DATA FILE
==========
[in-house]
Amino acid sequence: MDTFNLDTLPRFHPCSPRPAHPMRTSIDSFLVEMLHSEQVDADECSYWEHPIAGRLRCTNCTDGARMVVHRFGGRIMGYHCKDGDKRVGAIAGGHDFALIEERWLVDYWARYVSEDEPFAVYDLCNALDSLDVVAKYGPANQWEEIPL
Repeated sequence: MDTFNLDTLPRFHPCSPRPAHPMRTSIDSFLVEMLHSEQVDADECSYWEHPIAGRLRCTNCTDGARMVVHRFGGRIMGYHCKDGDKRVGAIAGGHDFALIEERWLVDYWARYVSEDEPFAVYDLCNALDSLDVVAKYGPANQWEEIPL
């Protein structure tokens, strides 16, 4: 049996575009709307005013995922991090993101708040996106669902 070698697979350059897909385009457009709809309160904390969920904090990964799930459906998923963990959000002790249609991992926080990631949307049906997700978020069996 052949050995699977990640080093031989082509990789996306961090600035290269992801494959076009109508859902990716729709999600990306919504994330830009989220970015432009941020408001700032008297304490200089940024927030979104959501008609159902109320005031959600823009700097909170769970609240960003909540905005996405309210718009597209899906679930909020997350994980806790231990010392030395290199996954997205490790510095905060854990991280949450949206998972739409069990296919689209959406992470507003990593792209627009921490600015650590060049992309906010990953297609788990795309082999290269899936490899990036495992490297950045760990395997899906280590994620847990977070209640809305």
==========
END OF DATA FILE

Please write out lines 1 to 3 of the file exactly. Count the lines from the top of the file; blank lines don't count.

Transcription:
[in-house]
Amino acid sequence: MDTFNLDTLPRFHPCSPRPAHPMRTSIDSFLVEMLHSEQVDADECSYWEHPIAGRLRCTNCTDGARMVVHRFGGRIMGYHCKDGDKRVGAIAGGHDFALIEERWLVDYWARYVSEDEPFAVYDLCNALDSLDVVAKYGPANQWEEIPL
Repeated sequence: MDTFNLDTLPRFHPCSPRPAHPMRTSIDSFLVEMLHSEQVDADECSYWEHPIAGRLRCTNCTDGARMVVHRFGGRIMGYHCKDGDKRVGAIAGGHDFALIEERWLVDYWARYVSEDEPFAVYDLCNALDSLDVVAKYGPANQWEEIPL